13-week bullish sentiment vs the market

Eventually, something changes investors’ sentiment from bullish to bearish, and that creates the eventual reversion in asset prices. So, while valuations are vital in setting expectations for future rates of return, they are of little value in the short term. As such, this is why using some basic technical analysis can help investors navigate short-term market time frames to avoid excessive risk buildup in portfolios. The chart below is a composite of weekly technical indicators (price close as of the end of the week.) In October 2023, with a reading below 20, the deep oversold condition marked the bottom of the market. Such formed our call for a year-end rally. With the current reading above 90, which is exceptionally bullish, risk-taking by investors has swung wildly into bullish territory.

Technical gauge vs the market.

Of course, given the hype of “artificial intelligence” and the ongoing hopes of a reversal in monetary tightening, it is unsurprising that markets have hit all-time highs.

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Don’t Fear All-Time Highs, Understand Them

In the short term, investors should not fear all-time highs as a harbinger of impending doom. When driven by momentum and psychology, bull markets can last longer and go farther than logic would predict. But even during these momentum-driven rallies, 5-10% intrayear corrections are the norm.

Annual and Intra-year returns

History is pretty clear that when markets hit all-time highs, more will follow as investors become more “fearful of missing out.” But such exuberance will eventually give way to fundamental realities.

Real S&P 500 index bull markets.

What will cause such a reversal is unknown. However, given the current deviation of the market from its long-term exponential growth trend, it will become more challenging for stocks to continue to grow faster than the economy. Notably, such deviations have historically led to extended periods of very low to zero rates of return.

Real S&P 500 deviations from exponential growth trend.

Of course, that is what current valuations already tell us. While Wall Street analysts are very bullish on the future, some factors must be considered. The economic cycle is tied closely to demographics, debt, and deficit. If you agree with this premise and the data, then the media’s optimistic views are unlikely. 

We believe rationalizing high valuations today will likely lead to disappointing future outcomes. However, bullish sentiment is becoming contagious in the short term, making continued “new all-time highs” more likely.

Don’t fear all-time highs. Just understand they are the byproduct of exuberance.

America Is Avoiding A Global Recession, So Far

On Thursday morning, Japan and the United Kingdom reported a negative GDP for the second consecutive quarter. A few weeks ago, Germany also reported consecutive quarterly declines in GDP. Accordingly, all three countries are now in a technical recession. To appreciate their role in the global economy, consider Germany is the world’s third-largest economy, and Japan is right behind them in fourth. The United Kingdom is sixth behind India. China, the second largest economy, has seen sluggish economic activity, its property sectors are highly distressed, and its local governments are fiscally constrained. While China is not in a recession, growth is slowing rapidly. Simply, large swaths of the developed world are in a global recession despite a robust economy in America. Most often, economic activity among the most significant global economies and America tends to correlate well. Therefore, we must ask, is this time different? Conversely, are large amounts of U.S. fiscal stimulus and relatively strong credit-driven consumption keeping America afloat for the time being? Is America destined to join the other countries listed above in a recession? Recent data we have shared on the manufacturing sector and small businesses point to a recession, yet broad economic activity remains robust. As we have said, keep an eye on employment trends. America’s recession warning will come when unemployment starts to rise.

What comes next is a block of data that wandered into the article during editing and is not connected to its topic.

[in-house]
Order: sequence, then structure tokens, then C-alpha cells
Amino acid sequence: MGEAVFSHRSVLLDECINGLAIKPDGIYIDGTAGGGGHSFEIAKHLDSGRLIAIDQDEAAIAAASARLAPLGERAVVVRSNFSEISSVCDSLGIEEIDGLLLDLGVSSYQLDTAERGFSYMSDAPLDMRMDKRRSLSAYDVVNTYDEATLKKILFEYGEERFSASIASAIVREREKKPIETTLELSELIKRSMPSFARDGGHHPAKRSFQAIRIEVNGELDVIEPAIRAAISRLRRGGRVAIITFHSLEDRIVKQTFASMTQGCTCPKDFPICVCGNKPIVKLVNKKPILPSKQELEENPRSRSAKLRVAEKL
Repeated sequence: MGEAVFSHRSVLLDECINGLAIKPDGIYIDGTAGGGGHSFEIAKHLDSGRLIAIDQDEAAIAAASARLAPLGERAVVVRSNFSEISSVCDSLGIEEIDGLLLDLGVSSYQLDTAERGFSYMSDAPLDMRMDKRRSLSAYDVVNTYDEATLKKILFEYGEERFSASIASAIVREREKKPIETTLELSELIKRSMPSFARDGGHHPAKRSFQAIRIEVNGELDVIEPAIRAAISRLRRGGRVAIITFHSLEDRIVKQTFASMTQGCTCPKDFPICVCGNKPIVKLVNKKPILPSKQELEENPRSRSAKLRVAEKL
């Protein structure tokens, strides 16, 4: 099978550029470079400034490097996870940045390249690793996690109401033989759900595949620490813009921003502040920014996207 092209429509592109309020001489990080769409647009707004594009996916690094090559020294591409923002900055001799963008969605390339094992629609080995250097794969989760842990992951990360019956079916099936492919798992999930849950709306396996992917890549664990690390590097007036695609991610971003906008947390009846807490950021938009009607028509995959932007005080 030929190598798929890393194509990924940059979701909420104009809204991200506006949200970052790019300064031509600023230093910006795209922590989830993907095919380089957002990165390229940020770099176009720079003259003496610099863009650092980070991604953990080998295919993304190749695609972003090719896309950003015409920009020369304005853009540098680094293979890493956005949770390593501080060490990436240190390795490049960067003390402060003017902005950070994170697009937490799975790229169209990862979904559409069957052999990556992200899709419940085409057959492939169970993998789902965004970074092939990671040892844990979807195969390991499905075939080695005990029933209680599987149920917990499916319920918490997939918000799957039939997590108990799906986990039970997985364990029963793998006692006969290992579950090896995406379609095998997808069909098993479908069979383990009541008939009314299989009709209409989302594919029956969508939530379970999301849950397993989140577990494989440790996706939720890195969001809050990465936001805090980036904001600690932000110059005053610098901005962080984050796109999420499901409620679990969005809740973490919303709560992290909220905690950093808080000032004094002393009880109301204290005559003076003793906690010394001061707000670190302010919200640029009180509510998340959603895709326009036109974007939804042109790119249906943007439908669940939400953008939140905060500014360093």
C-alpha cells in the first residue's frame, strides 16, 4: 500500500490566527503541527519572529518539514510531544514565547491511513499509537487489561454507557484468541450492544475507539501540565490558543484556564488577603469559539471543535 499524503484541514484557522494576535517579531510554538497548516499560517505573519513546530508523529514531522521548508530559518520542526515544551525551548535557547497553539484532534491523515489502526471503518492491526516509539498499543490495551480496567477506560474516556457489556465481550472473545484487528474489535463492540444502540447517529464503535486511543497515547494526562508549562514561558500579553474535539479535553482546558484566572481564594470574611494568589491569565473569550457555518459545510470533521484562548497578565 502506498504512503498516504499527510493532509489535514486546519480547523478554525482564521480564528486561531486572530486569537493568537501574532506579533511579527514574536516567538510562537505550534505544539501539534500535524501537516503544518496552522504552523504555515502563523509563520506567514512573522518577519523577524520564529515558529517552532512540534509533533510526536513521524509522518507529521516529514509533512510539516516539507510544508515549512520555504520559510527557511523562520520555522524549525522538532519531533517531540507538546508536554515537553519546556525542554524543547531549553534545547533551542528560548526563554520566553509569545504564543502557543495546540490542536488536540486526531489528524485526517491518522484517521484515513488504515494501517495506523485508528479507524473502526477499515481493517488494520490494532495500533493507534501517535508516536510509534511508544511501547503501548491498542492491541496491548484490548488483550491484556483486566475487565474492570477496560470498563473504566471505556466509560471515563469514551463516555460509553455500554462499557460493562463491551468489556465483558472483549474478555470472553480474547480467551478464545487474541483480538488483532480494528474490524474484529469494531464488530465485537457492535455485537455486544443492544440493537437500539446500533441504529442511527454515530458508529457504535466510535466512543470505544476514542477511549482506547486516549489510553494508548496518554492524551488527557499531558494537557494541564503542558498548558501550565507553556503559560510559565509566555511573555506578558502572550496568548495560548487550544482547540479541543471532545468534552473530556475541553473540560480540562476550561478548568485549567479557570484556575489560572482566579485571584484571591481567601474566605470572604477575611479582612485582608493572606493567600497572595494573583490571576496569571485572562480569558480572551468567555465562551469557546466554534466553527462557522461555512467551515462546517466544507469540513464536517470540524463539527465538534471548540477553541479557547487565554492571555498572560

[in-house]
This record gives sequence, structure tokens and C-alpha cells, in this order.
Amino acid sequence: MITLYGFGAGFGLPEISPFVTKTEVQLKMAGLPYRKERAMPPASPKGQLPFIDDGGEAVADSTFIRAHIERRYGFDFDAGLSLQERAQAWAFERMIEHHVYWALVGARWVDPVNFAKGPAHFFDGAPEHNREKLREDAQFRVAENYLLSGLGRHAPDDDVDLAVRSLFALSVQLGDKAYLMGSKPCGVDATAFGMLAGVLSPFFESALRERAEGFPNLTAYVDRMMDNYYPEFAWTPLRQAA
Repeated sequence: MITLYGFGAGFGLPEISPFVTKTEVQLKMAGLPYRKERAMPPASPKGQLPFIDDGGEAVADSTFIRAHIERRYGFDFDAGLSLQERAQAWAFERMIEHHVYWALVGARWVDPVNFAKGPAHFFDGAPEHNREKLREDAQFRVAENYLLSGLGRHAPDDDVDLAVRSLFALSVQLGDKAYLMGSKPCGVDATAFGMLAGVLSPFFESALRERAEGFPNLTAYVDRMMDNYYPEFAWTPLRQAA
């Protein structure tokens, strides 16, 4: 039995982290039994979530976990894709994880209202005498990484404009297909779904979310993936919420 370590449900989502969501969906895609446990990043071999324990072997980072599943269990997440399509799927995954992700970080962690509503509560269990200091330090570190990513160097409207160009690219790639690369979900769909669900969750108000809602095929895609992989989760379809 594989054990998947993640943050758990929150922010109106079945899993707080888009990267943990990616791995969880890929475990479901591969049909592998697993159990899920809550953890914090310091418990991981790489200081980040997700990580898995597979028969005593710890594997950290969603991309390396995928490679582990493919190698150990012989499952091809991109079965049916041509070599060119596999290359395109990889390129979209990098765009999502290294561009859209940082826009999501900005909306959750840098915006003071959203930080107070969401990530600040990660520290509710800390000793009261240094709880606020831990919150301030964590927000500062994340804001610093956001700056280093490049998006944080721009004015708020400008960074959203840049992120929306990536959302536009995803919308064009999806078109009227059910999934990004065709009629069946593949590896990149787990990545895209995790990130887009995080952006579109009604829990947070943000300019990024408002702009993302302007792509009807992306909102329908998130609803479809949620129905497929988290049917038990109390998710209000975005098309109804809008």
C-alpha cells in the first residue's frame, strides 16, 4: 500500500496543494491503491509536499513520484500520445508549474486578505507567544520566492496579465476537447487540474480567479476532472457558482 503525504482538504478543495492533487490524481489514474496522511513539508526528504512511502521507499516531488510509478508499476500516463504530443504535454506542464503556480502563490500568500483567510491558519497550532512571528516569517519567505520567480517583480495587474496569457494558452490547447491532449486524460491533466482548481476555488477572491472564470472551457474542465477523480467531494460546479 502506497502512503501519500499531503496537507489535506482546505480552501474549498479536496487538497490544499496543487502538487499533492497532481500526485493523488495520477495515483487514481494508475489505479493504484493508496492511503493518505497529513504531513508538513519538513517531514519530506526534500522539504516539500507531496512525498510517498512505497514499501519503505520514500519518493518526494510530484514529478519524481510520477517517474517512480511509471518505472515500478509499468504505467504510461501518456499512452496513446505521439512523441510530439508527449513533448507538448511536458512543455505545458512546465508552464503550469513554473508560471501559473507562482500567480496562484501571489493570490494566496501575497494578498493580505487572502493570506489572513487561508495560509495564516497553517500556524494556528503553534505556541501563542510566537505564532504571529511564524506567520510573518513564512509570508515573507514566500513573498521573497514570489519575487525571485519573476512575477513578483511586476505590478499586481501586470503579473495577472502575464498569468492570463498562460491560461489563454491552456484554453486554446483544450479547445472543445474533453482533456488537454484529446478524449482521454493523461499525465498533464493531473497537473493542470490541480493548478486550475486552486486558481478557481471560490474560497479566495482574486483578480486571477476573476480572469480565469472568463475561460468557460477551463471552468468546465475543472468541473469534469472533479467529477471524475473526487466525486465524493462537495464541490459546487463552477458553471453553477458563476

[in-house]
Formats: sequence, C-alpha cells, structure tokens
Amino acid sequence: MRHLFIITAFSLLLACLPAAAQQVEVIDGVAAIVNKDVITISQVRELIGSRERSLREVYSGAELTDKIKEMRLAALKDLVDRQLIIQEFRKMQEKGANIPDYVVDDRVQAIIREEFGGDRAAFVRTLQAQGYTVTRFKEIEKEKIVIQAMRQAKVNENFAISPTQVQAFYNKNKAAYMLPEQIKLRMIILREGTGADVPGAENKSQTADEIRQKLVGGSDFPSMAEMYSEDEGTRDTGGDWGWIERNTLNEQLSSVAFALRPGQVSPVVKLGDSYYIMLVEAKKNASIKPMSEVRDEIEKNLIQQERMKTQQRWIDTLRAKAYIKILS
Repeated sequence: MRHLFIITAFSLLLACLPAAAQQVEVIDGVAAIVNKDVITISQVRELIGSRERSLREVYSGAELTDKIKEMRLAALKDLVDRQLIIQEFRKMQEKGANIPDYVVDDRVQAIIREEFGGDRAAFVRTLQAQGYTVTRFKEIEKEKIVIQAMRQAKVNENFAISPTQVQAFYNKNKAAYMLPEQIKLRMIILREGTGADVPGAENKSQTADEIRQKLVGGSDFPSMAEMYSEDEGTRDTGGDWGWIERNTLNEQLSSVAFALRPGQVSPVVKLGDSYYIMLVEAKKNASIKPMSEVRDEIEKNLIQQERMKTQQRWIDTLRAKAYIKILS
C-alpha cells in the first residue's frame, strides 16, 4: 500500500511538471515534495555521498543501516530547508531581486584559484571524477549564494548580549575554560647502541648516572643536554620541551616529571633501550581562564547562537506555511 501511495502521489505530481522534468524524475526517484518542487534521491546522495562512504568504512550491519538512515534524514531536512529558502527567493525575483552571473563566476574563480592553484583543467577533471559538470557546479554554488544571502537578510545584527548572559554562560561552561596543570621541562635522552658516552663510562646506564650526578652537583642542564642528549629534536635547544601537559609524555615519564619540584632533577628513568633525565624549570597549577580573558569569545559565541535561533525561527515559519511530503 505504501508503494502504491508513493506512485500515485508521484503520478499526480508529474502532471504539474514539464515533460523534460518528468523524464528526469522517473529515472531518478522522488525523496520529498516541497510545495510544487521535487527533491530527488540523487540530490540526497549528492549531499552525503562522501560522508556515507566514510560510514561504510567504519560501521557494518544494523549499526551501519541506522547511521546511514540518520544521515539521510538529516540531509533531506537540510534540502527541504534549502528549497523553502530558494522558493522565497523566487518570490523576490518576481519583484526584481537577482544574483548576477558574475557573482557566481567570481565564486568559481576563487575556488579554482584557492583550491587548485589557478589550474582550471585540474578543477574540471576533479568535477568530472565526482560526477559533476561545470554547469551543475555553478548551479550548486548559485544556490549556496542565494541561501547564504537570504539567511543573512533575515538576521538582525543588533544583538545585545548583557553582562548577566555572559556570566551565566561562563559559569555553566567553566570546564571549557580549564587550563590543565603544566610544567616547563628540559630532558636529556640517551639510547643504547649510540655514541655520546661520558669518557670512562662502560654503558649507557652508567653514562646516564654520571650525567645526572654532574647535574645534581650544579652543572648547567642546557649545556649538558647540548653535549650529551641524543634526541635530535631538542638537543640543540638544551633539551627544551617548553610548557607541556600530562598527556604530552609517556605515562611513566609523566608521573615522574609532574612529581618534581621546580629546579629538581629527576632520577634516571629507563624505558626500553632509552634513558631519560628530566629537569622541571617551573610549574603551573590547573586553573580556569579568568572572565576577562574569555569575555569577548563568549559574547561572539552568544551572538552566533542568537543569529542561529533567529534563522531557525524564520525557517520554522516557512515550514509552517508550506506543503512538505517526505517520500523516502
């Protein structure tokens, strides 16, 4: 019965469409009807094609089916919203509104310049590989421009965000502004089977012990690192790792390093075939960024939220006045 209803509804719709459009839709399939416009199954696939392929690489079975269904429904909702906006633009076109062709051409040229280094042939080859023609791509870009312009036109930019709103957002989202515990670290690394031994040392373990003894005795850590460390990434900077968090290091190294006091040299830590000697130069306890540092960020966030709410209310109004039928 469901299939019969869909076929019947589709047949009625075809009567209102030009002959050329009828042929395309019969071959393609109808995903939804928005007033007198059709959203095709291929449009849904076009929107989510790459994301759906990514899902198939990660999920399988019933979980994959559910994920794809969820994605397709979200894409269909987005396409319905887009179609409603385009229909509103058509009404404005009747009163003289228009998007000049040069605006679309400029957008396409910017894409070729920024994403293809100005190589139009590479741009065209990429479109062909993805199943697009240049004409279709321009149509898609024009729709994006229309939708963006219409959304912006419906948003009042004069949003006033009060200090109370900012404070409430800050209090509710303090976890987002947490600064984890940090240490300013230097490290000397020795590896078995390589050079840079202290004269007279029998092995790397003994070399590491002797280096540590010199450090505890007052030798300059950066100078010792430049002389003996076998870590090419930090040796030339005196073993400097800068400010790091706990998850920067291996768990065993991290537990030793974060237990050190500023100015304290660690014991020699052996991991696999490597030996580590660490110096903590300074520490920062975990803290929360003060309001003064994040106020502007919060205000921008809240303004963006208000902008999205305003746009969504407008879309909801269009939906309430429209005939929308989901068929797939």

GDP ranking by nations

What To Watch Today

Earnings Economy

Market Trading Update

Yesterday’s commentary noted that the bullish trend remains intact, with the market holding near-term support. To wit:
“The market rebounded off the 20-DMA average yesterday, keeping the bull trend intact for now. The market bounced off the 20-DMA and slightly reduced the overbought condition. Such keeps the current trend positive, keeping equity allocations near full weight. However, the internals continue to weaken, and the market is close to registering a sell signal from an elevated level. Furthermore, the deviation from the 200-DMA remains quite large, likely limiting further upside until a more significant correction occurs to reduce the extension.”